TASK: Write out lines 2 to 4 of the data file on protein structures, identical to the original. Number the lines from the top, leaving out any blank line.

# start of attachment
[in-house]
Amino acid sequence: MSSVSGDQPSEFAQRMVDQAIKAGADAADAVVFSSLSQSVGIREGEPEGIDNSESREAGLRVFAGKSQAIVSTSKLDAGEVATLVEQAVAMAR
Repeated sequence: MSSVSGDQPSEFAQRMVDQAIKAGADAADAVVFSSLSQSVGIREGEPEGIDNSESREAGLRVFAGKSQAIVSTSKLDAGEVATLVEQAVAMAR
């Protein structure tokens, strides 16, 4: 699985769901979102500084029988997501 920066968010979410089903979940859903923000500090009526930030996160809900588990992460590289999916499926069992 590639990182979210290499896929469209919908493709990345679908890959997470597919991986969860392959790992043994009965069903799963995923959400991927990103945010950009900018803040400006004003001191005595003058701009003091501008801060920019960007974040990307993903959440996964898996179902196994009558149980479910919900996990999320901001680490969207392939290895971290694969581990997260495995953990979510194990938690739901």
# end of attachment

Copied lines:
Amino acid sequence: MSSVSGDQPSEFAQRMVDQAIKAGADAADAVVFSSLSQSVGIREGEPEGIDNSESREAGLRVFAGKSQAIVSTSKLDAGEVATLVEQAVAMAR
Repeated sequence: MSSVSGDQPSEFAQRMVDQAIKAGADAADAVVFSSLSQSVGIREGEPEGIDNSESREAGLRVFAGKSQAIVSTSKLDAGEVATLVEQAVAMAR
């Protein structure tokens, strides 16, 4: 699985769901979102500084029988997501 920066968010979410089903979940859903923000500090009526930030996160809900588990992460590289999916499926069992 590639990182979210290499896929469209919908493709990345679908890959997470597919991986969860392959790992043994009965069903799963995923959400991927990103945010950009900018803040400006004003001191005595003058701009003091501008801060920019960007974040990307993903959440996964898996179902196994009558149980479910919900996990999320901001680490969207392939290895971290694969581990997260495995953990979510194990938690739901």